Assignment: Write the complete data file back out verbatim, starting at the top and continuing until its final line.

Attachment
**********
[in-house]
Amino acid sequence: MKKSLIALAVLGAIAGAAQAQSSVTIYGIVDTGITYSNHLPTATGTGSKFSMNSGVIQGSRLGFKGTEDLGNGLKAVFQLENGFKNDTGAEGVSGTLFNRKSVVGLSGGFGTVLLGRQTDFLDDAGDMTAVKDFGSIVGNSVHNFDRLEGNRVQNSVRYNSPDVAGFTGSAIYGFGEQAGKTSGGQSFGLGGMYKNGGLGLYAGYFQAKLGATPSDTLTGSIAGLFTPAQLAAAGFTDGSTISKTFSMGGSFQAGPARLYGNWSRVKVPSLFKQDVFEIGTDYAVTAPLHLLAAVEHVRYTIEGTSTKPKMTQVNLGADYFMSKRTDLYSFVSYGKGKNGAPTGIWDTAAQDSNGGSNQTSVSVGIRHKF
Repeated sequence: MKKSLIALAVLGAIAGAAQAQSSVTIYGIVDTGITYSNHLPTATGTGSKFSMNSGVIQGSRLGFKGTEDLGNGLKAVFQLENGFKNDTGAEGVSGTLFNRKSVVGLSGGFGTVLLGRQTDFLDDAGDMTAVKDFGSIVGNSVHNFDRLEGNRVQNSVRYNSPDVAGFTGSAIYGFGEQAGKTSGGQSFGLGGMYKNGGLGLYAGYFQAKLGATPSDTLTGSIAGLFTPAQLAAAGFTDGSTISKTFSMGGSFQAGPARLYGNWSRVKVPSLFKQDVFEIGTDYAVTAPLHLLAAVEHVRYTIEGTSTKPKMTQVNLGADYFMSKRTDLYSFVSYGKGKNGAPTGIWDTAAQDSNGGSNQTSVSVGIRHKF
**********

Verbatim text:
[in-house]
Amino acid sequence: MKKSLIALAVLGAIAGAAQAQSSVTIYGIVDTGITYSNHLPTATGTGSKFSMNSGVIQGSRLGFKGTEDLGNGLKAVFQLENGFKNDTGAEGVSGTLFNRKSVVGLSGGFGTVLLGRQTDFLDDAGDMTAVKDFGSIVGNSVHNFDRLEGNRVQNSVRYNSPDVAGFTGSAIYGFGEQAGKTSGGQSFGLGGMYKNGGLGLYAGYFQAKLGATPSDTLTGSIAGLFTPAQLAAAGFTDGSTISKTFSMGGSFQAGPARLYGNWSRVKVPSLFKQDVFEIGTDYAVTAPLHLLAAVEHVRYTIEGTSTKPKMTQVNLGADYFMSKRTDLYSFVSYGKGKNGAPTGIWDTAAQDSNGGSNQTSVSVGIRHKF
Repeated sequence: MKKSLIALAVLGAIAGAAQAQSSVTIYGIVDTGITYSNHLPTATGTGSKFSMNSGVIQGSRLGFKGTEDLGNGLKAVFQLENGFKNDTGAEGVSGTLFNRKSVVGLSGGFGTVLLGRQTDFLDDAGDMTAVKDFGSIVGNSVHNFDRLEGNRVQNSVRYNSPDVAGFTGSAIYGFGEQAGKTSGGQSFGLGGMYKNGGLGLYAGYFQAKLGATPSDTLTGSIAGLFTPAQLAAAGFTDGSTISKTFSMGGSFQAGPARLYGNWSRVKVPSLFKQDVFEIGTDYAVTAPLHLLAAVEHVRYTIEGTSTKPKMTQVNLGADYFMSKRTDLYSFVSYGKGKNGAPTGIWDTAAQDSNGGSNQTSVSVGIRHKF